Wilden Marsh February workday.

2nd February 2012: Today is the first Thursday of the month and a Wilden Marsh workday. I find it surprising just how quickly the months are ticking by! I don’t want to blink and suddenly find that I’ve missed the photographic delights of spring and summer. The pressure of modern living can soon eat into one’s free time. I will need to make a real effort to stay focused this year. The weather was, as usual, mixed. It was sunny, but cold, to start with. At midday, it looked like it might snow, it didn’t snow; it wasn’t windy, and it didn’t rain: perfect weather for an  active workday, in fact.

Our task for the day was coppicing trees in the north pasture. If left unmanaged, the pasture would soon revert to woodland and grazing would be impractical. Red dots on branches marked the trees to be removed. Ten long-handled pruning secateurs and ten bow saws quickly found their way into eager hands. We rushed off to claim the easiest trees to work on; well … some of us did. Unfortunately, there were precious few of these. Most of  the trees had a dozen or more branches as thick as a man’s calf sprouting from short trunks that were as thick as a man’s thigh. Even though it was a cold day, those of us equipped with a bow saw were soon unbuttoning jackets and loosening scarves. There is nothing like vigorous bow sawing to activate one’s personal central heating system. Coppicing is a very healthy activity that gives a whole-body work out; satisfying quantities of endorphins are released into the blood system … can’t beat it for that “feel good” feeling.

I must admit that I went for one of the smaller easy trees to start with. I feel it is so important to warm up slowly on these jobs – ha! It wasn’t long before I’d removed all the branches and had moved on to a larger tree with thicker branches. I saw one of the lads opposite me on his knees, hard at it bow sawing a thick branch. I felt a twinge of guilt about having selected a small tree to start with, but my second tree was far larger so my guilt didn’t linger for long.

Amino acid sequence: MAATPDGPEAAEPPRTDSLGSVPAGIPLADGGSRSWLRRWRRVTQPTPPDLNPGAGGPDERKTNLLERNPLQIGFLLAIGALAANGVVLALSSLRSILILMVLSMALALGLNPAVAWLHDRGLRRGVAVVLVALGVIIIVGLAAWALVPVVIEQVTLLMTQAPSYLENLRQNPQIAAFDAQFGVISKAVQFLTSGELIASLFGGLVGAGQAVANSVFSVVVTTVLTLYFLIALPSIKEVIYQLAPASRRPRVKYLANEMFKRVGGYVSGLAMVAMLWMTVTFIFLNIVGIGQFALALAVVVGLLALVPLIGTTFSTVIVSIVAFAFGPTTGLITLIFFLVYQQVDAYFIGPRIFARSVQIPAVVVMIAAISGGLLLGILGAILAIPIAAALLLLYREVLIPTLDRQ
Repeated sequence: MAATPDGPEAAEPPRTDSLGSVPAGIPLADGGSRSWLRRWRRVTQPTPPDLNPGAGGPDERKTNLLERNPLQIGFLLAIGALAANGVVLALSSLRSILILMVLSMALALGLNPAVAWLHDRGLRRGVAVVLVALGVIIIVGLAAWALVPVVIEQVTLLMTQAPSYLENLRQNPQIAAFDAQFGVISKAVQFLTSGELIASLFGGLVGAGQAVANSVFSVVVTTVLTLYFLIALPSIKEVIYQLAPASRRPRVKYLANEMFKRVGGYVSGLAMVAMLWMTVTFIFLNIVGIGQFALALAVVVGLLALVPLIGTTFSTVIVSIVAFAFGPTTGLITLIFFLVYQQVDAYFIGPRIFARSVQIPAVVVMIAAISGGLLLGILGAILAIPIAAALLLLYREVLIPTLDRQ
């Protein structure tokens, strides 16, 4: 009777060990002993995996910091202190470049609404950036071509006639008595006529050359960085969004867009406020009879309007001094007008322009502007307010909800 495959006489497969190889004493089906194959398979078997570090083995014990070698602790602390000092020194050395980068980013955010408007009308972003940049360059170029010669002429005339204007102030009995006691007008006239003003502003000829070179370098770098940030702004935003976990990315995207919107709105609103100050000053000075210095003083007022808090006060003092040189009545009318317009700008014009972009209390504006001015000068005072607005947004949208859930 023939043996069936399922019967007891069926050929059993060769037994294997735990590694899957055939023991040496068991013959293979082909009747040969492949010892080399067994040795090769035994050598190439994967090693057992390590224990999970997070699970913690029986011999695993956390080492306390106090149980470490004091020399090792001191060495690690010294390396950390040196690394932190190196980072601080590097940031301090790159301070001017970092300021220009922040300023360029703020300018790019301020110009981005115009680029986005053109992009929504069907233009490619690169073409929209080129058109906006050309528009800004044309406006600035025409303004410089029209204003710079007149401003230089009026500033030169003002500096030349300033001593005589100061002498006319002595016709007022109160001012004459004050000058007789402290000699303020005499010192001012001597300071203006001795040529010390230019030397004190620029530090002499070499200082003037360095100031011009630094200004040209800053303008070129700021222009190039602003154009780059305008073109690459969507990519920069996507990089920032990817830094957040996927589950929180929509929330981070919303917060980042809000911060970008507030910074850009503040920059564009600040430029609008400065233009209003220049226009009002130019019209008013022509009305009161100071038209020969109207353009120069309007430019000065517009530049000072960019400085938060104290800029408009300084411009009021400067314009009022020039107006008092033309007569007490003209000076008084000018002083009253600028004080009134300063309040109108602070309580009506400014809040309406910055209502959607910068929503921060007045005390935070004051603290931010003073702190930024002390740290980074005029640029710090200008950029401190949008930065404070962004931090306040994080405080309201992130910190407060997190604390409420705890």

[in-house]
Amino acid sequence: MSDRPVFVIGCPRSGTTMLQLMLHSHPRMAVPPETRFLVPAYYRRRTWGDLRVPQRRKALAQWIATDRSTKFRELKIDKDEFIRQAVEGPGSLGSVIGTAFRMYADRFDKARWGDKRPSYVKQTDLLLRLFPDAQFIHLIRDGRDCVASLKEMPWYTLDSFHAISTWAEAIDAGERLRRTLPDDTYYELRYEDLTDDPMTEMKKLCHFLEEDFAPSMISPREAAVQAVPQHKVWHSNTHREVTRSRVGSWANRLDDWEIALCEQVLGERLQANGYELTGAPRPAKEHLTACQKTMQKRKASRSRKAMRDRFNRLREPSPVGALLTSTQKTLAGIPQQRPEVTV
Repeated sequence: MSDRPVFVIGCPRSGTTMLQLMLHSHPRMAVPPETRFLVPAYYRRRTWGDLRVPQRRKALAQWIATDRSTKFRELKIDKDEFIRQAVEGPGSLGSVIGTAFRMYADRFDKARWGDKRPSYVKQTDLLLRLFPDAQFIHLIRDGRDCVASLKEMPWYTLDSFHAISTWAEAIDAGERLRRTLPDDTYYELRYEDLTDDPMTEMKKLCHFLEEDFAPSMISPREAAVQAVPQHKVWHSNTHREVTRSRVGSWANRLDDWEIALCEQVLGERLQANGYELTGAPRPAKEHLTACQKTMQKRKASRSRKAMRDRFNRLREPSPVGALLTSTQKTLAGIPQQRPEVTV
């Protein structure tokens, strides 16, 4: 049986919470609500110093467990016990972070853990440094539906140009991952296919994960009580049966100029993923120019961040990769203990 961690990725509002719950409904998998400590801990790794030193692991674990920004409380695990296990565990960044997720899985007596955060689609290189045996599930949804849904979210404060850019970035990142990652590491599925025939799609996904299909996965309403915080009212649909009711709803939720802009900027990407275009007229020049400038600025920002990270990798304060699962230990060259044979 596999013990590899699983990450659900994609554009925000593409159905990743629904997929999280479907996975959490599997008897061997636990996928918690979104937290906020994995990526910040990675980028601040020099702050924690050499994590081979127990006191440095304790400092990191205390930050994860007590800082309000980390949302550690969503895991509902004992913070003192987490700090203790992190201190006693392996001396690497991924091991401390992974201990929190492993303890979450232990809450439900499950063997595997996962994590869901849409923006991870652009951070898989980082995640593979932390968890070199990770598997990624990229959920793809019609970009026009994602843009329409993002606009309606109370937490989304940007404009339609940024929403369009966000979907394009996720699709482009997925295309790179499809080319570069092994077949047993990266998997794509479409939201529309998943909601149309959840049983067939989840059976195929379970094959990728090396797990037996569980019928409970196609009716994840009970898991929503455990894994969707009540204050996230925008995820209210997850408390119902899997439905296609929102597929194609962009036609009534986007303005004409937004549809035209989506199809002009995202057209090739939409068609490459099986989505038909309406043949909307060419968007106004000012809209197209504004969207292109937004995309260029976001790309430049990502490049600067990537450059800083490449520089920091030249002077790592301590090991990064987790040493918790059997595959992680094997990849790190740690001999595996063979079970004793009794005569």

Andy was the team leader and the ‘red dot man’. He used a can of red spray paint to mark the trees to be worked on. I noticed him photographing ‘things.’ I think Andy is a man with a plan; maybe he intends hijacking the volunteer’s blog again, or maybe he’s planning something for the Worcestershire Wildlife Trust’s new website. We’ll have to wait and see what transpires.

Anna was on brash fire duty, together with a few other pyromaniacs, and I could hear Layton telling one of his incredible stories. Layton is a good storyteller, and he’s very keen on experimenting with recipes. I believe his tomato, his fruit pastel, and his baked bean vodka creations are quite exceptional.

It would not be possible to carry out the necessary ground maintenance and land improvement work on the reserves without the valuable and very enthusiastic help of the TRUST’s volunteers. We were fortunate today: three new volunteers joined the group. “Dave the Saw” was not with us; we missed him and his chain saw.

5 thoughts on “Wilden Marsh February workday.

  1. Very enjoyable post (for my Sunday night leisure reading).
    Great bird images. The Mute Swan grabbed my attention as I had taken a shot of one only last Friday at the Melbourne Zoo. How lucky you are to have wild swans close to your home. The ducks look interesting also – especially the lovely reflection in the water (of the duck) in the fourth photo.
    FYI Mute Swans (white) are very rare in Australia now. I read somewhere that the only ones found in the wild are in Perth, Western Australia.


  2. Thanks, Vicki.

    There are quite a few ponds in areas around my home, and swans are frequent visitors.

    I am fortunate to live close to wildlife, and I am glad to be able to play my part in helping to protect the local fauna and flora in a reserve environment in which they flourish.


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